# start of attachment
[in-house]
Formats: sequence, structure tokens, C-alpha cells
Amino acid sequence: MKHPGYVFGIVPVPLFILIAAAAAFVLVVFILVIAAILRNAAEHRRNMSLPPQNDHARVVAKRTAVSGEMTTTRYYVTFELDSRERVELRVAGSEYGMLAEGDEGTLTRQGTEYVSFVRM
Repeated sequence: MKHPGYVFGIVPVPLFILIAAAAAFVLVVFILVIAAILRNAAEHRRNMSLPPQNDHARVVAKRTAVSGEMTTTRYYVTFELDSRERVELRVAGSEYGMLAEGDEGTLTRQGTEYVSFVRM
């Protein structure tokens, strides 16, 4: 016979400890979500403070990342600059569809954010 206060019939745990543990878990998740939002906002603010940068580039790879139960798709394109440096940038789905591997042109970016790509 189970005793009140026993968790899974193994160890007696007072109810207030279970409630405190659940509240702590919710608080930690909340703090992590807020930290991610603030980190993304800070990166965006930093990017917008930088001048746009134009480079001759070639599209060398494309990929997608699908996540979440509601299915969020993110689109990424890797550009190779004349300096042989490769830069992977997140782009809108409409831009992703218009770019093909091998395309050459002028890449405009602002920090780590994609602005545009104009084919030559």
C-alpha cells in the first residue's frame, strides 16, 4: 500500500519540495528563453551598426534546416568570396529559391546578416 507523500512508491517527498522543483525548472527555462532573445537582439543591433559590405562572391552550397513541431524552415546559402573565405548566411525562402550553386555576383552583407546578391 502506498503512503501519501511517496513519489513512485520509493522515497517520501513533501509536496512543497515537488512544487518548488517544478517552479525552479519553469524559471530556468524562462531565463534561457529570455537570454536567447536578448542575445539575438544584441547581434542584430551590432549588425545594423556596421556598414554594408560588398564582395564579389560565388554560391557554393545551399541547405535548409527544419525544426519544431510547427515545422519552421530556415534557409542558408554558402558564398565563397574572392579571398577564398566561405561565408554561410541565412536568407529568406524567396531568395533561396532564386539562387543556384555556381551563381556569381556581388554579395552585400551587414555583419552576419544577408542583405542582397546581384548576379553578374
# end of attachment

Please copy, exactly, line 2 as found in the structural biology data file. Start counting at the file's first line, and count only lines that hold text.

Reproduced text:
Formats: sequence, structure tokens, C-alpha cells